Boyd’s own position is that, in a case of EE between T and T ', the compliance of T with the form of causal explanations present in empirically successful theories in background knowledge counts as an indicator for the truth of T that is lacking in T '–for the explanations in T ' do not have the mentioned form. The principle of confirmation just defended weakens Boyd’s original position in the sense that it is detached from any realist commitments (Boyd considers the problem of EE and UD as a threat to the realist), and at the same time generalizes it in the sense that possible friction with background knowledge is not given only by divergence from the canonical form of causal explanations.
The epistemic justification of the principle we have extracted from Boyd’s argument is a very basic goal of science: mutual consistency between accepted theories. Suppose that T and T’ are EE, that T is consistent with another well-confirmed theory P, and that T’ is at odds with it. The evidential support for P counts as empirical evidence against T’ granted that we agree that consistency between the theories we accept is a basic principle of science. If we want that our theories are mutually consistent, then Boyd’s argument should be taken as a principle in the dynamics of empirical confirmation. This is a very plausible stance of course: if we aspire to obtain knowledge of reality by means of scientific theories, it is clear that if the set of scientific theories we accept were inconsistent, we would hardly call such set ‘knowledge’. Suppose that in a certain domain of physics theory T is introduced and that all of its predictions are confirmed, that in a different domain theory P is proposed and all its predictions are confirmed, and that P and T are incompatible. This situation, of course, would be taken as a serious problem for science, and it would be expected that endeavors in order to show that one of the theories must be given up would be undertaken by scientists.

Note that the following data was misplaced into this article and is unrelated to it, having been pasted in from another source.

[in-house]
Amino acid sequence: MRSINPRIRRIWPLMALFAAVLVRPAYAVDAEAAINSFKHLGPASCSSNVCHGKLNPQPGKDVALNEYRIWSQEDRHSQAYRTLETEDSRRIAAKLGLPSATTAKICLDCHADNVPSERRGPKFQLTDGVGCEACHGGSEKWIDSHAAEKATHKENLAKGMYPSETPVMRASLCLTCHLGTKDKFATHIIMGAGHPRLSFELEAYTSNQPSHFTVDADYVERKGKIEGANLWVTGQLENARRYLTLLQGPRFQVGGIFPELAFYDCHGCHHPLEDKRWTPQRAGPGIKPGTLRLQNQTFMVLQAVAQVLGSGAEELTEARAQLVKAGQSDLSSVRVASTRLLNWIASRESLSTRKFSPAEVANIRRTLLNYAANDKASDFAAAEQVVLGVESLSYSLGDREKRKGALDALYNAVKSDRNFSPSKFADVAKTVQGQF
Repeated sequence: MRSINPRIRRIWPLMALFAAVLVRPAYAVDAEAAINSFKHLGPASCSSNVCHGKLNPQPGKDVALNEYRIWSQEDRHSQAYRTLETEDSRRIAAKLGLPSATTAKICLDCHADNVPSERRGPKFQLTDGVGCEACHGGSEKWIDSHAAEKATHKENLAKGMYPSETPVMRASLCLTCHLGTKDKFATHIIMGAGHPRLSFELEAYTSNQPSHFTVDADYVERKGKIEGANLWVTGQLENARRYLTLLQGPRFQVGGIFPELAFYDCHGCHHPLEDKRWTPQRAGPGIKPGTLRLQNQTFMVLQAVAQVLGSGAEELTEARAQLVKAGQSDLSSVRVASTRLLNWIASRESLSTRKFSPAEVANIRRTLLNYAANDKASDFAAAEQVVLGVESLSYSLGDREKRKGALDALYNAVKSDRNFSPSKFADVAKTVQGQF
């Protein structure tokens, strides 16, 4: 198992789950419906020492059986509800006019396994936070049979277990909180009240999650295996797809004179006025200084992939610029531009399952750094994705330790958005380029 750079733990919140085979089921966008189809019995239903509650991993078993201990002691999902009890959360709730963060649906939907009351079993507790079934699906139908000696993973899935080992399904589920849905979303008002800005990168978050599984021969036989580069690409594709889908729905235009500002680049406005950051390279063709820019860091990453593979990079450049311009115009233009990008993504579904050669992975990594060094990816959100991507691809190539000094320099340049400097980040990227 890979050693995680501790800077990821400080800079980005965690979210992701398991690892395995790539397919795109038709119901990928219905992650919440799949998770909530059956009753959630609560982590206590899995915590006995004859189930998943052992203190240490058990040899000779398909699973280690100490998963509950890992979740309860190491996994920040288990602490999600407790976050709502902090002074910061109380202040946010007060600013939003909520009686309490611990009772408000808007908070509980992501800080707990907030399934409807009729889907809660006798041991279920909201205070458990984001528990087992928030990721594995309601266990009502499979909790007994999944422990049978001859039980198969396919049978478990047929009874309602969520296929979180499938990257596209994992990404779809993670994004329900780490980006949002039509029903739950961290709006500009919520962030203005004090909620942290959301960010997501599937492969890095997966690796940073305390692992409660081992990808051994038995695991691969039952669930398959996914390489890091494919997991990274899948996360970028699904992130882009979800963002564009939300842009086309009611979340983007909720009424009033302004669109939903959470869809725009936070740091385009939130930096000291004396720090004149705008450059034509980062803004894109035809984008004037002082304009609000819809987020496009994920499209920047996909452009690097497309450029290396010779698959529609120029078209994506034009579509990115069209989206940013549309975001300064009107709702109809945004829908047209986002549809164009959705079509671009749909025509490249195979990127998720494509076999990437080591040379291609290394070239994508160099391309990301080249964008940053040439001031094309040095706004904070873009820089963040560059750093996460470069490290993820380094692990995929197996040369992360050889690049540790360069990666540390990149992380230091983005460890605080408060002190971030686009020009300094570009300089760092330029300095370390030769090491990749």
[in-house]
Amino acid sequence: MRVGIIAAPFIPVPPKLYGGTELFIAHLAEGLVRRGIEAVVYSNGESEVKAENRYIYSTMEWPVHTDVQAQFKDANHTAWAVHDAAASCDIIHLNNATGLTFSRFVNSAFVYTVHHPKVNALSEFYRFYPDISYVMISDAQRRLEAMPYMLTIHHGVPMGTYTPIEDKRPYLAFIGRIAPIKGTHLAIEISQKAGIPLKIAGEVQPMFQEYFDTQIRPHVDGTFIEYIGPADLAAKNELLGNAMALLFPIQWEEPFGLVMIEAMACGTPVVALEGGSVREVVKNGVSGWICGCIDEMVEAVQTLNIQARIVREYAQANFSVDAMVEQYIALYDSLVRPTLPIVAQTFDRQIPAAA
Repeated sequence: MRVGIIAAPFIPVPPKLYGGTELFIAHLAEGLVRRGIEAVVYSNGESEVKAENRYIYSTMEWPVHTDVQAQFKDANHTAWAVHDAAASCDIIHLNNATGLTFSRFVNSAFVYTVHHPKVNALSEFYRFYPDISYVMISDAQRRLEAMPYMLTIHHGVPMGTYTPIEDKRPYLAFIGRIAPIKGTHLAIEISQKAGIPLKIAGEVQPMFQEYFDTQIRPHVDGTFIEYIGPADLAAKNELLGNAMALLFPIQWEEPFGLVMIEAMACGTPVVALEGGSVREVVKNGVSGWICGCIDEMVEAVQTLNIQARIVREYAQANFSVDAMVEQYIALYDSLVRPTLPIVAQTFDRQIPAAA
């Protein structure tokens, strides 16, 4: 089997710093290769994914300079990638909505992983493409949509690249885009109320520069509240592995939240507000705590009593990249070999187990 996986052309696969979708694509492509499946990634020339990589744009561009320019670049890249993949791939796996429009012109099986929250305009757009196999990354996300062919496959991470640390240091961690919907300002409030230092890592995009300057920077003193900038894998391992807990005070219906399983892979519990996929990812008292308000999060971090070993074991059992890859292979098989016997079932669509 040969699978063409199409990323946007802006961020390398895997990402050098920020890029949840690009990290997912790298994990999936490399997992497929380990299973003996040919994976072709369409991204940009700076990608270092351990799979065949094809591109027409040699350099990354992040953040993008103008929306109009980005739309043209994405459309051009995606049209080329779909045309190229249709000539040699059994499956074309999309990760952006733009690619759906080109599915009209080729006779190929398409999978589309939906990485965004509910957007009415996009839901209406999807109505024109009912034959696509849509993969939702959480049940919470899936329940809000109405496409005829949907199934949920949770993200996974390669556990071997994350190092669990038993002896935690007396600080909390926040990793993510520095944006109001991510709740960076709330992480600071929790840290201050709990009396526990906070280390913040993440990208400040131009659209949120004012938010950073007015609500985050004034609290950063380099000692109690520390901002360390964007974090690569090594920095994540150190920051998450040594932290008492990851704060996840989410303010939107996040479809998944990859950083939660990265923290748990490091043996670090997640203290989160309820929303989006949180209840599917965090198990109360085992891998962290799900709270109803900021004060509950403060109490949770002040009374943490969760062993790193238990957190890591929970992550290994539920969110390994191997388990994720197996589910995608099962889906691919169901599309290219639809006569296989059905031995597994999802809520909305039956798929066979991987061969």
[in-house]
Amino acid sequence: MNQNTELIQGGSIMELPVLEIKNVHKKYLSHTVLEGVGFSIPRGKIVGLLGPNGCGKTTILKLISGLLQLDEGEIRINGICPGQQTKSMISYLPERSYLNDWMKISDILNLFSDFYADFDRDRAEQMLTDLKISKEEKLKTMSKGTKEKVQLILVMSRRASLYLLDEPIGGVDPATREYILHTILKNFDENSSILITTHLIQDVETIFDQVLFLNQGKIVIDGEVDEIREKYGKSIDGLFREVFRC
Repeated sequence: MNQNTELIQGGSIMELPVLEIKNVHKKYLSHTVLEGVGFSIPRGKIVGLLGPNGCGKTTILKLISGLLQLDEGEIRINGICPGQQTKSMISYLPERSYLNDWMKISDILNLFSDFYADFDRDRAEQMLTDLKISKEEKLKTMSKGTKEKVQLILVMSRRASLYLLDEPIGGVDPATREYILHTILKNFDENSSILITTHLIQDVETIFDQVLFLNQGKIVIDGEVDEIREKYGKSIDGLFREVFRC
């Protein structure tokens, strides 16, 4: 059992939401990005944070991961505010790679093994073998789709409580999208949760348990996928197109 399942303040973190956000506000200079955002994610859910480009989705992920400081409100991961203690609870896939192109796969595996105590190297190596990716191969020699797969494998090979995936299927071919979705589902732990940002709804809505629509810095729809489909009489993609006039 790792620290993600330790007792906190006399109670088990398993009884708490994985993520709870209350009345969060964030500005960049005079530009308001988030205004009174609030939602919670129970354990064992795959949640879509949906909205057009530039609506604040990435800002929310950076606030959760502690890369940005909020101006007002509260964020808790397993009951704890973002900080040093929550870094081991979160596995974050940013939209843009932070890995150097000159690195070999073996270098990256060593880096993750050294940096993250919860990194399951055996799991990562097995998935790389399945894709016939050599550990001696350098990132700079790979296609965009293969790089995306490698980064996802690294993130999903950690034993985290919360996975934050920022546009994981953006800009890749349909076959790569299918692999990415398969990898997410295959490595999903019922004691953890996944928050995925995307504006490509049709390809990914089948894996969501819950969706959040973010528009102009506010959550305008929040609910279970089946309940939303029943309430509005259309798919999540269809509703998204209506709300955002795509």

As Okasha asserts (1997, 254), Laudan and Leplin’s argument can be schematized this way:
i) H 1 and H 2 are EE
ii) T ⇒ H 1
iii) T⇏H 2
iv) T ⇒ H
v) H ⇒ e
vi) H 1 ⇏e,
vii) H 2 ⇏e,
therefore; ix) e confirms T (this requires the converse consequence condition), and then x) e confirms H 1 (this requires the special consequence condition); but e does not confirm H 2 .
In this passage Laudan and Leplin cannot be using the term ‘systems of the world’ in its canonical meaning. See (Hoefer and Rosenberg 1994).
Actually, even if we interpret Laudan and Leplin’s argument as directed only against the universality and generality of the problem, they do not even mention that a remaining ‘local’ problem of EE and UD still stands—let alone that this remaining problem has important epistemic dimensions.
The case of Bohmian mechanics—originally introduced in the early 50’s— and standard quantum mechanics seems to be an example of a case of EE and UD that cannot be readily solved à la Laudan and Leplin (and Boyd). In this case, thus, the epistemic underpinning of the reasons for the dominant position of the latter theory is a subject for philosophical discussion. Actually, J. Cushing (1994, chapter 11), in the context of the case of Bohm vs. Bohr, assesses Laudan and Leplin’s analysis in a way that comes close to what we say here. We defer an examination of this case for a future paper.